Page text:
Arriving home one October afternoon with a potted chrysanthemum intended for the courtyard’s flower bed, I was immediately called to order by the owner of the building.  I could plant all the tulips, daffodils, honeysuckle on the grated fence, and pansies that I liked, but planting chrysanthemums in the garden was strictly a “faux pas”. Those beautiful yellow and brown pompoms, sold everywhere during October, were intended only for cemeteries.  A religious symbol,  they would resist the cold winds of November and continue to adorn the family tombs from All Souls Day (La Toussaint) until the first winter frost set in.  Looking back now on those times of first discovering the sometimes subtile differences between US and French culture, I can’t help smiling.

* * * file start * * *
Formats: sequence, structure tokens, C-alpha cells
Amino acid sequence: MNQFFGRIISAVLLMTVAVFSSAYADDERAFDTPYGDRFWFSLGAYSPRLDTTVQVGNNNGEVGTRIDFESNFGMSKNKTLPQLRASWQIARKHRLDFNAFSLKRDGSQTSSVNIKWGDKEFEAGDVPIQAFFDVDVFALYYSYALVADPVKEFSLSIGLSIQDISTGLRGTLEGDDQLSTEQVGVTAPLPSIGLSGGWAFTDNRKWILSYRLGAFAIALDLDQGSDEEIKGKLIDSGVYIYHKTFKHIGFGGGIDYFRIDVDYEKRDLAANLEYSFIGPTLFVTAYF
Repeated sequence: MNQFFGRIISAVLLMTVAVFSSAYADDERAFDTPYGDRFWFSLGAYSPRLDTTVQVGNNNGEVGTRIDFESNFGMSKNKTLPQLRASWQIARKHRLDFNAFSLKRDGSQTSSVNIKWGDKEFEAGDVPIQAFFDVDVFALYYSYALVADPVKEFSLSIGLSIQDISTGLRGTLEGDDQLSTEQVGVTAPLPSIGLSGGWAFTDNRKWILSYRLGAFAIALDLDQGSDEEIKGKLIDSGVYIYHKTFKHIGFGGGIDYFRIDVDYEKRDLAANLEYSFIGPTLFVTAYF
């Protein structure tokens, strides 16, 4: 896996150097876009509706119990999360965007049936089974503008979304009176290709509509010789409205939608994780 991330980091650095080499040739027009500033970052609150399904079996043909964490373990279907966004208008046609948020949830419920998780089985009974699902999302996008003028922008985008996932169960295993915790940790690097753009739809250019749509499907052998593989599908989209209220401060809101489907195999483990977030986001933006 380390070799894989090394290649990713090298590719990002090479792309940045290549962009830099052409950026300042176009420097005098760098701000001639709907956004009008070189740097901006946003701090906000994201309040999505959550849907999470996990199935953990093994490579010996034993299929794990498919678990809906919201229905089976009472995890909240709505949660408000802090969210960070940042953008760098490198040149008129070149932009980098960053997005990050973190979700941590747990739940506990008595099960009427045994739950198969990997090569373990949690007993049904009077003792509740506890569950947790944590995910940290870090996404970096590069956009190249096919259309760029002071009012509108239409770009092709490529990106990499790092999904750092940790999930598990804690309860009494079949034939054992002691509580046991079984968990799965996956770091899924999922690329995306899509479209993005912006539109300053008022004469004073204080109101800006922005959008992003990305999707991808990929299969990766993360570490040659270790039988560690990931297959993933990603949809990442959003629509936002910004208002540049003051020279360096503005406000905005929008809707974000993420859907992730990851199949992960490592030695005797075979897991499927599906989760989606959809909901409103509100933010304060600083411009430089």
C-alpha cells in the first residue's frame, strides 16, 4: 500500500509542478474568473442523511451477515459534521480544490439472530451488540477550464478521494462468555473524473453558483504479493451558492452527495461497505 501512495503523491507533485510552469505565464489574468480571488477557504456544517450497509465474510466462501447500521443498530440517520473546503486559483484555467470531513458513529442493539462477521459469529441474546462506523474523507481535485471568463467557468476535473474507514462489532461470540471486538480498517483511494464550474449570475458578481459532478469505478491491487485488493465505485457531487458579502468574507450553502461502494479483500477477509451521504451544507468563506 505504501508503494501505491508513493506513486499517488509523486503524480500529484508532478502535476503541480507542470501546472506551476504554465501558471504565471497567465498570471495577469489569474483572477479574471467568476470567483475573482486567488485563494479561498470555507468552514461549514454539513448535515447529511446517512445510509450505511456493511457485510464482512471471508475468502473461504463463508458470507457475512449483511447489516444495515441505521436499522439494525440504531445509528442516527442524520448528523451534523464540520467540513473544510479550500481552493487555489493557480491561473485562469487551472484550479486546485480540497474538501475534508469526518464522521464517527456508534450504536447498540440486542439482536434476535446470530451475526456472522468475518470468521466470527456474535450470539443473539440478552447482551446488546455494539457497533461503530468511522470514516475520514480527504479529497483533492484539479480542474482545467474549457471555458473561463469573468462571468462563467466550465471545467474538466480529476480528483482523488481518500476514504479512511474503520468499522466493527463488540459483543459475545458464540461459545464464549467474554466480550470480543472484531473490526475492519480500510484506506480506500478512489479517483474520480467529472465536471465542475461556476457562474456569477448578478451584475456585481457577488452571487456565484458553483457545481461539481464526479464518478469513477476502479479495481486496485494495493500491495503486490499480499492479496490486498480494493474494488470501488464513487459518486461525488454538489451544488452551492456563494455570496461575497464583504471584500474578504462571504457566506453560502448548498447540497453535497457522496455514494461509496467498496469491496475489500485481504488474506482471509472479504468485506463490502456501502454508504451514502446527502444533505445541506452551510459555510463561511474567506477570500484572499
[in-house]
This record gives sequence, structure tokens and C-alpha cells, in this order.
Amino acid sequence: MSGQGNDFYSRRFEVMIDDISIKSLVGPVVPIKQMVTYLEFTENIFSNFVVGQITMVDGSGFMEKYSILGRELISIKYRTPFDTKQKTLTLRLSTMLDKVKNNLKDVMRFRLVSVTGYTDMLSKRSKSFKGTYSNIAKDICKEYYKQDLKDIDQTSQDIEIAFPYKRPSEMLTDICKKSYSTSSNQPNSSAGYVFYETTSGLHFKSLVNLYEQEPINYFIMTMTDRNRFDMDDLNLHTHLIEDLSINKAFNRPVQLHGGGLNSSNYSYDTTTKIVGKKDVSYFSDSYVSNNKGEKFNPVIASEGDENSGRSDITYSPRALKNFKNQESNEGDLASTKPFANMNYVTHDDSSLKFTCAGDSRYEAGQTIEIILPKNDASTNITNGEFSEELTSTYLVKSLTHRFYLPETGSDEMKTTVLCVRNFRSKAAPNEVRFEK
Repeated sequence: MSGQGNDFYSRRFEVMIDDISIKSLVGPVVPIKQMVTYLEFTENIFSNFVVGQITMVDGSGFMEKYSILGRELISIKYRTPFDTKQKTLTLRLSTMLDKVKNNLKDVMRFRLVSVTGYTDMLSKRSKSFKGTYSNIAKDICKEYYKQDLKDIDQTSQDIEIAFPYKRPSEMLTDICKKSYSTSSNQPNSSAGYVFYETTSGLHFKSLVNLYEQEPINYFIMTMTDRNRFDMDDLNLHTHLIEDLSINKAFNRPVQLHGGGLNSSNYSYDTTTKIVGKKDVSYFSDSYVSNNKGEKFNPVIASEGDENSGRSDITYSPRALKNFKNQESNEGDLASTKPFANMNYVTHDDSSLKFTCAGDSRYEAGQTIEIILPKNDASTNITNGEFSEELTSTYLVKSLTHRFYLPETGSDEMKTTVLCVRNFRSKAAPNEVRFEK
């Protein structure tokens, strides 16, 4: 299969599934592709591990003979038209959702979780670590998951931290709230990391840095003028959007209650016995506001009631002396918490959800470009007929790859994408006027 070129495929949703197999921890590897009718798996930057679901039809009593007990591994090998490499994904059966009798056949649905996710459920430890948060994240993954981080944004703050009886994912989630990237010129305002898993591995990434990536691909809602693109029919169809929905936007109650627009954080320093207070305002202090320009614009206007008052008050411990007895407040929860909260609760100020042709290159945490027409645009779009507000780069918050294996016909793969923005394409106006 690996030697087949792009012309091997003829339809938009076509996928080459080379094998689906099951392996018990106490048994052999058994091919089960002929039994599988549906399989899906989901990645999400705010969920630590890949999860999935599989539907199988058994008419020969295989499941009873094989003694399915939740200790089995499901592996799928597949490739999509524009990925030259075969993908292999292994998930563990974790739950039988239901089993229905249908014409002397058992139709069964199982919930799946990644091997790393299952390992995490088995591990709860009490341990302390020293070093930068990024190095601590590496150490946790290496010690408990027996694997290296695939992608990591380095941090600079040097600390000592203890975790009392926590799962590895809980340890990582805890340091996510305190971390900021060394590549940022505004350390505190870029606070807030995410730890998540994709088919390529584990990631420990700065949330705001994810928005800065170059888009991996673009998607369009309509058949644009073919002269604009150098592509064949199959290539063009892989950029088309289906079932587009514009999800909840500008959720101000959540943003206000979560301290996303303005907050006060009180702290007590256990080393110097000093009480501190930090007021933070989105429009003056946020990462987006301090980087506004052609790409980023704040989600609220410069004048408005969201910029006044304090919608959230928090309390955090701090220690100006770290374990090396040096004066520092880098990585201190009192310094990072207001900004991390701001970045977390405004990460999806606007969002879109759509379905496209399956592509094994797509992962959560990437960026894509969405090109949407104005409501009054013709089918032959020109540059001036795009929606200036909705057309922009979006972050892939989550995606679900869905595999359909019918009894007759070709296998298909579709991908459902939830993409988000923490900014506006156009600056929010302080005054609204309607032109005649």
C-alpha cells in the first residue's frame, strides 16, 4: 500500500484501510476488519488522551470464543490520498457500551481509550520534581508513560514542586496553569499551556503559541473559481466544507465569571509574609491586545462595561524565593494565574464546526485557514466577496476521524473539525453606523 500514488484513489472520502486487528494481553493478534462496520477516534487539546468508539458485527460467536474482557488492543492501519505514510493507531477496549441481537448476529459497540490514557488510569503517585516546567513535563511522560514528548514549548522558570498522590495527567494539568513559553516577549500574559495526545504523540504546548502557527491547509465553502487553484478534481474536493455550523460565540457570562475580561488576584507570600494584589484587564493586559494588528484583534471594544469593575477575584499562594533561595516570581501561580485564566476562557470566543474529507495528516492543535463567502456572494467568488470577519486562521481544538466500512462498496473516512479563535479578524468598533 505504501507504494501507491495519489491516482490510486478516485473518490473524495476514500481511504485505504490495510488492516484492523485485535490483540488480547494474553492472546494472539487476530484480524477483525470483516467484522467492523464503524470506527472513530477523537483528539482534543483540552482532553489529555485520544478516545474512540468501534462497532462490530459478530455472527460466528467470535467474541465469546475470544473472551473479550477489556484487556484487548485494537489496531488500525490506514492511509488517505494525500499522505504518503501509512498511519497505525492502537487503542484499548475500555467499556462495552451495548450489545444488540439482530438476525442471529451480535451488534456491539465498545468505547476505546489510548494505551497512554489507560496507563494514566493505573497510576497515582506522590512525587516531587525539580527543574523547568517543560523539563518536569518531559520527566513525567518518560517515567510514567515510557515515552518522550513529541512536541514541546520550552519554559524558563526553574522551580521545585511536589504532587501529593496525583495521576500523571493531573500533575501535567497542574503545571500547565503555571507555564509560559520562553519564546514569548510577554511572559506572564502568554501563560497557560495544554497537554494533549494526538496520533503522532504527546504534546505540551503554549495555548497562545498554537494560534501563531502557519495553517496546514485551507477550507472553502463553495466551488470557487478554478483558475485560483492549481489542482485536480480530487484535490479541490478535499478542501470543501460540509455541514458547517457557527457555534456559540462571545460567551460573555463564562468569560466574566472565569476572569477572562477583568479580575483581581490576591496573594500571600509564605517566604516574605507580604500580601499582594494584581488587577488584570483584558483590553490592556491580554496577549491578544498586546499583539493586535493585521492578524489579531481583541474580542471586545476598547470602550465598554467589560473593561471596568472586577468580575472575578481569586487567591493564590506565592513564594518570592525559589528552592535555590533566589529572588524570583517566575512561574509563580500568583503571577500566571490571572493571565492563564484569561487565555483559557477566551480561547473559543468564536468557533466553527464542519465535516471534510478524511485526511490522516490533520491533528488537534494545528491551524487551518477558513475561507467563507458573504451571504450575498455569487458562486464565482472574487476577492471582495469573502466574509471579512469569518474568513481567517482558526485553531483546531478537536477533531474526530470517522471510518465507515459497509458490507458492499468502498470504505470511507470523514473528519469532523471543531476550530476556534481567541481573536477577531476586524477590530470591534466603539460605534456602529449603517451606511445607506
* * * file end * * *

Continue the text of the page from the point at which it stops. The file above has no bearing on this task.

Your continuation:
Never Tell a Lie

In August of 2002 I returned to my teaching job here in Burgundy after a six year sabbatical leave back in hometown California.  Before leaving the West Coast, I innocently gave a piece of “sound” advice to my best friend A.R. who was planning an up-coming move to France.  I explained to her in detail why she “mustn’t plant chrysanthemums in the Fall”, since mums were strictly a religions symbol, and that “nobody, but nobody, decorated their houses or yards in December”,  Christmas, in France being, just as strictl, a discrete “family” event.”  She listened attentively to every word I said and,  once she arrived in France, concluded that I had totally missed the boat!